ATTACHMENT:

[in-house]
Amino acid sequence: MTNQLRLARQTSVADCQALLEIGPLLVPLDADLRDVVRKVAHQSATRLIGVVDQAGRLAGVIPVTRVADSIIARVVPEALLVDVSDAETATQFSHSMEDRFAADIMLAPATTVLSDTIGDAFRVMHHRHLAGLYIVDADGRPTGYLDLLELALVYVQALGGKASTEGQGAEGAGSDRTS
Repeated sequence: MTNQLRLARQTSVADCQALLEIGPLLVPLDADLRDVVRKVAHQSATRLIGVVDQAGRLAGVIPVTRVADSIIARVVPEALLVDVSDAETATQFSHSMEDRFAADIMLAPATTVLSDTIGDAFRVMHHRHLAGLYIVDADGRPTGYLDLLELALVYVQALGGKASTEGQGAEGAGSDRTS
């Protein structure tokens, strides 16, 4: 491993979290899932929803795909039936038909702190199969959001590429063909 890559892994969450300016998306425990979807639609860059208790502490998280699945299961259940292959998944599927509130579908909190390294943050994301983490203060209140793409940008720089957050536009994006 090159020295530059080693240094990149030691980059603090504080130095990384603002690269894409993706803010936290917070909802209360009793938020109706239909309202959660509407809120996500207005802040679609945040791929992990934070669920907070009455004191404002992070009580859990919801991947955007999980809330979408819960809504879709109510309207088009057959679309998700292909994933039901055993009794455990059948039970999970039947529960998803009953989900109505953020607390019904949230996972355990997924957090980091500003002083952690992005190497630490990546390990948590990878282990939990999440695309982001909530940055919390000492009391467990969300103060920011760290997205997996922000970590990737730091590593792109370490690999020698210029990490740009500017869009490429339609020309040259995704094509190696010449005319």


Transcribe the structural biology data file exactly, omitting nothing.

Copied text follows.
[in-house]
Amino acid sequence: MTNQLRLARQTSVADCQALLEIGPLLVPLDADLRDVVRKVAHQSATRLIGVVDQAGRLAGVIPVTRVADSIIARVVPEALLVDVSDAETATQFSHSMEDRFAADIMLAPATTVLSDTIGDAFRVMHHRHLAGLYIVDADGRPTGYLDLLELALVYVQALGGKASTEGQGAEGAGSDRTS
Repeated sequence: MTNQLRLARQTSVADCQALLEIGPLLVPLDADLRDVVRKVAHQSATRLIGVVDQAGRLAGVIPVTRVADSIIARVVPEALLVDVSDAETATQFSHSMEDRFAADIMLAPATTVLSDTIGDAFRVMHHRHLAGLYIVDADGRPTGYLDLLELALVYVQALGGKASTEGQGAEGAGSDRTS
């Protein structure tokens, strides 16, 4: 491993979290899932929803795909039936038909702190199969959001590429063909 890559892994969450300016998306425990979807639609860059208790502490998280699945299961259940292959998944599927509130579908909190390294943050994301983490203060209140793409940008720089957050536009994006 090159020295530059080693240094990149030691980059603090504080130095990384603002690269894409993706803010936290917070909802209360009793938020109706239909309202959660509407809120996500207005802040679609945040791929992990934070669920907070009455004191404002992070009580859990919801991947955007999980809330979408819960809504879709109510309207088009057959679309998700292909994933039901055993009794455990059948039970999970039947529960998803009953989900109505953020607390019904949230996972355990997924957090980091500003002083952690992005190497630490990546390990948590990878282990939990999440695309982001909530940055919390000492009391467990969300103060920011760290997205997996922000970590990737730091590593792109370490690999020698210029990490740009500017869009490429339609020309040259995704094509190696010449005319």